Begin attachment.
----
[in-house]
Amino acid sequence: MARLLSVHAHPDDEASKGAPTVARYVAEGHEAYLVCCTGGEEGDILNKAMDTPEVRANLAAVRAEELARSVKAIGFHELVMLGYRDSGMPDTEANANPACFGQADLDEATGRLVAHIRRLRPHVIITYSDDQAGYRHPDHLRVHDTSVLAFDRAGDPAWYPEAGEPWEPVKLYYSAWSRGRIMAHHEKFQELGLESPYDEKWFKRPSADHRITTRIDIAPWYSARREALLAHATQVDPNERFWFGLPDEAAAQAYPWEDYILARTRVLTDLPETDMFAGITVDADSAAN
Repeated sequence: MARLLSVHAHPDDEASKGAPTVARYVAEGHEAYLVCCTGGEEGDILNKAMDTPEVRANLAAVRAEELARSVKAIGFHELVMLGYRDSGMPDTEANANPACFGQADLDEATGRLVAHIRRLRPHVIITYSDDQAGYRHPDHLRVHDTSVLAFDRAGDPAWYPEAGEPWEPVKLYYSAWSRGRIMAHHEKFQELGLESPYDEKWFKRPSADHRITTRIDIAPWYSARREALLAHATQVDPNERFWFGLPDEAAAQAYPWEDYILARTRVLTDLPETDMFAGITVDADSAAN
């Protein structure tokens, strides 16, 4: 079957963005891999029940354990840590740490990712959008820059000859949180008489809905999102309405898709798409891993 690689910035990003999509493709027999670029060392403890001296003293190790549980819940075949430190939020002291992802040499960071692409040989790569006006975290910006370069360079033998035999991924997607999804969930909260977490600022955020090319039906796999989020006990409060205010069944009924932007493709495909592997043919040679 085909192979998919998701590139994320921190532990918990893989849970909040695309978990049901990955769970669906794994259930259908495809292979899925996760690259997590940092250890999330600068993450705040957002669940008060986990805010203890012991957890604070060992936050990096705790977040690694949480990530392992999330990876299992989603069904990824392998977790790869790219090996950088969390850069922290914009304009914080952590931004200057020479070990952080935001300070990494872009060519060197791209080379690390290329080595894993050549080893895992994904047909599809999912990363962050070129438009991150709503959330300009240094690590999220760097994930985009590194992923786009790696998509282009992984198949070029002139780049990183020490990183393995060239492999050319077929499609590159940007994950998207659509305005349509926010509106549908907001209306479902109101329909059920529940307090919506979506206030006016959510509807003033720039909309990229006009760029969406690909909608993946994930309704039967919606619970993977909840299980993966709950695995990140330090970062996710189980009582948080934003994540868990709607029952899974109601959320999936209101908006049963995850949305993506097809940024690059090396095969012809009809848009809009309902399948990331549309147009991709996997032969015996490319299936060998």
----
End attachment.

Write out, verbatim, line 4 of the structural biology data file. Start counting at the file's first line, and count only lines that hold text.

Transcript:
């Protein structure tokens, strides 16, 4: 079957963005891999029940354990840590740490990712959008820059000859949180008489809905999102309405898709798409891993 690689910035990003999509493709027999670029060392403890001296003293190790549980819940075949430190939020002291992802040499960071692409040989790569006006975290910006370069360079033998035999991924997607999804969930909260977490600022955020090319039906796999989020006990409060205010069944009924932007493709495909592997043919040679 085909192979998919998701590139994320921190532990918990893989849970909040695309978990049901990955769970669906794994259930259908495809292979899925996760690259997590940092250890999330600068993450705040957002669940008060986990805010203890012991957890604070060992936050990096705790977040690694949480990530392992999330990876299992989603069904990824392998977790790869790219090996950088969390850069922290914009304009914080952590931004200057020479070990952080935001300070990494872009060519060197791209080379690390290329080595894993050549080893895992994904047909599809999912990363962050070129438009991150709503959330300009240094690590999220760097994930985009590194992923786009790696998509282009992984198949070029002139780049990183020490990183393995060239492999050319077929499609590159940007994950998207659509305005349509926010509106549908907001209306479902109101329909059920529940307090919506979506206030006016959510509807003033720039909309990229006009760029969406690909909608993946994930309704039967919606619970993977909840299980993966709950695995990140330090970062996710189980009582948080934003994540868990709607029952899974109601959320999936209101908006049963995850949305993506097809940024690059090396095969012809009809848009809009309902399948990331549309147009991709996997032969015996490319299936060998």